clock menu more-arrow no yes mobile

Filed under:

Legacy of West Chester University’s giant slaying in 1961 lives on

A plucky group of future teachers and coaches defeated mighty Saint Louis University to win the 1961 national title

Some 300 fans and friends waited at the Philadelphia International Airport to greet the 1961 NCAA national champion West Chester men’s soccer team
Serpentine Yearbook, Class of 1962

When you look over a list of NCAA champions in men’s soccer dating back to the first tournament in 1959 (titles were awarded a variety of other ways in the years prior) one school name stands out among all the others.

That’s West Chester University, which was still known as West Chester State College when a group of future physical education teachers and coaches traveled to Saint Louis and put one of only a few dents in a dynasty that is still the highwater mark for college men’s soccer.

Saint Louis won 10 NCAA Tournament titles from 1959-1973. When they hosted West Chester in the 1961 final they were looking for a three-peat. West Chester was into the final four for the third straight time, having lost in the semis in 1959 and 1960 to Saint Louis. After beating Bridgeport 2-0, they advanced to the final for the first and only time in the pre-division days of the NCAA.

Bill Fulk scored the winning goal in the second half that day and Joe Brownholtz tacked on the insurance goal to secure the 2-0 victory and undefeated season for the Rams.

West Chester State College played host Saint Louis in the 1961 NCAA men’s soccer final
Serpentine Yearbook, Class of 1962

Current men’s soccer head coach Michael Benn was formally introduced to the legacy of the 1961 team shortly after arriving on campus ahead of his first season in 2013. In his office, he found a large banner with the national championship years of 1961 and 1934 listed on it.

His goal since arriving has been to add another year to that banner, something he was 17 minutes away from doing with his team leading Barry University 1-0 in the NCAA Division 2 final in December 2018. Barry found an equalizer and later won the game on a heartbreaking free kick that ended the underdog Rams’ unforgettable run.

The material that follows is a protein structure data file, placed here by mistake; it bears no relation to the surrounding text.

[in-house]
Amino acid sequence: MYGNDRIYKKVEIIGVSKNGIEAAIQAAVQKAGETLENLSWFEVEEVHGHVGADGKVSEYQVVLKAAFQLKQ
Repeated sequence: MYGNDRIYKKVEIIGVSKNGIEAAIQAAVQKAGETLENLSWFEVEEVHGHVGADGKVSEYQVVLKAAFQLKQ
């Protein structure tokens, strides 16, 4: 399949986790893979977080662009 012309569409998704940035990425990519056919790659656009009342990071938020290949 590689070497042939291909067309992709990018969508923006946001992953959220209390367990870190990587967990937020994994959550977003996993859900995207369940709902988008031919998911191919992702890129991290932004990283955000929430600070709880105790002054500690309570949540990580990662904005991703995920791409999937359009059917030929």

Though he’s only met one player from that 1961 team — Indiana coaching legend Jerry Yeagley — Benn has benefited from their legacy both as a player in the coach. His college coach, Dean Koskie at Lehigh, played for Coach Mel Lorback in the late ‘70s.

“I think what really hammers home for me with that 1961 team was Coach Lorback,” Benn said in an interview earlier this week. “Certainly he had his team physically ready to go out and play at a high level for the entirety of a match but he was also able to take any group of individuals and instill in them a belief that against anybody you can go out and be successful.”

Though they didn’t ultimately win it all, there are parallels between that 1961 team and the team Benn coached into the 2018 D2 final. Playing with a team of mostly local players, Benn’s group knocked off team after team of international-heavy programs, advancing past D2 powerhouse Charleston in the third round. Charleston has made the D2 final each of the last six seasons and won it in 2017 and again last fall.

Jason Pixley celebrates his first half goal for West Chester University with teammates in the 20018 NCAA Division 2 National Championship
Photo by Matt Ralph

“You look at just the nature of our game and how difficult it is to create points and score goals and you know, on any given day if the better team doesn’t have their shooting boots on or your goalkeeper’s having a blinder anything can happen,” Benn said. “Our game against Charleston is just absolutely a case in point.”

After finally scrapping past Charleston, the Rams were on their way to the final after getting a 2-0 win over Adelphia and coming from behind to beat Cal Poly Pomono in the semi. The momentum carried into the final on a rainy day in Pittsburgh but Barry University were the ones ultimately celebrating at the end of the day that December.

“One of the things I learned from that group is how important the leadership within the group is,” Benn said. “Coaches can stand up and say whatever they want, but it’s certainly more powerful when you have the right people within the group saying the right things.”

While the opportunity to shock the world the way the 1961 West Chester team did no longer exists — the NCAA was split into divisions in 1972 - that team remains the last and still only from the Philadelphia area to win on that stage.